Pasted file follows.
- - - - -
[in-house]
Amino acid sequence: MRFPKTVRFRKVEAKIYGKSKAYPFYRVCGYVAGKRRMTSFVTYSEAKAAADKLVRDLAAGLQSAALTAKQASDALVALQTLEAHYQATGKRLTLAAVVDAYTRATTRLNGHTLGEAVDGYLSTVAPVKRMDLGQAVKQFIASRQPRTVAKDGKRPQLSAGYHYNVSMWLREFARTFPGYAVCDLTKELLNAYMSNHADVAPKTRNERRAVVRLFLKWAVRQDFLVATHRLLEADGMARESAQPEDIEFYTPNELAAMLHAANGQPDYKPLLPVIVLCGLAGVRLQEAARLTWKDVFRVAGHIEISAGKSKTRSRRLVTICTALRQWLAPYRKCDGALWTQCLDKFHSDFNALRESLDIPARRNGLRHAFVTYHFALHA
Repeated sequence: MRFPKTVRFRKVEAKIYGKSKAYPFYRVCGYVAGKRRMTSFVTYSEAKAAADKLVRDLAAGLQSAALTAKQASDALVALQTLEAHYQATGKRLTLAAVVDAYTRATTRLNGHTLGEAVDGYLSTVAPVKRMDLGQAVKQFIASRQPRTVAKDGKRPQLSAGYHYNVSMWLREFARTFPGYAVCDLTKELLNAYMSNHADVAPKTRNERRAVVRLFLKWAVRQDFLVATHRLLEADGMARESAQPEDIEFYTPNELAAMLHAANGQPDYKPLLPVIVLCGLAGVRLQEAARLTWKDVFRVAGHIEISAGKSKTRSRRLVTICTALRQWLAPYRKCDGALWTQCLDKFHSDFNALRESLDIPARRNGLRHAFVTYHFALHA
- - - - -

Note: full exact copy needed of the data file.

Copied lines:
[in-house]
Amino acid sequence: MRFPKTVRFRKVEAKIYGKSKAYPFYRVCGYVAGKRRMTSFVTYSEAKAAADKLVRDLAAGLQSAALTAKQASDALVALQTLEAHYQATGKRLTLAAVVDAYTRATTRLNGHTLGEAVDGYLSTVAPVKRMDLGQAVKQFIASRQPRTVAKDGKRPQLSAGYHYNVSMWLREFARTFPGYAVCDLTKELLNAYMSNHADVAPKTRNERRAVVRLFLKWAVRQDFLVATHRLLEADGMARESAQPEDIEFYTPNELAAMLHAANGQPDYKPLLPVIVLCGLAGVRLQEAARLTWKDVFRVAGHIEISAGKSKTRSRRLVTICTALRQWLAPYRKCDGALWTQCLDKFHSDFNALRESLDIPARRNGLRHAFVTYHFALHA
Repeated sequence: MRFPKTVRFRKVEAKIYGKSKAYPFYRVCGYVAGKRRMTSFVTYSEAKAAADKLVRDLAAGLQSAALTAKQASDALVALQTLEAHYQATGKRLTLAAVVDAYTRATTRLNGHTLGEAVDGYLSTVAPVKRMDLGQAVKQFIASRQPRTVAKDGKRPQLSAGYHYNVSMWLREFARTFPGYAVCDLTKELLNAYMSNHADVAPKTRNERRAVVRLFLKWAVRQDFLVATHRLLEADGMARESAQPEDIEFYTPNELAAMLHAANGQPDYKPLLPVIVLCGLAGVRLQEAARLTWKDVFRVAGHIEISAGKSKTRSRRLVTICTALRQWLAPYRKCDGALWTQCLDKFHSDFNALRESLDIPARRNGLRHAFVTYHFALHA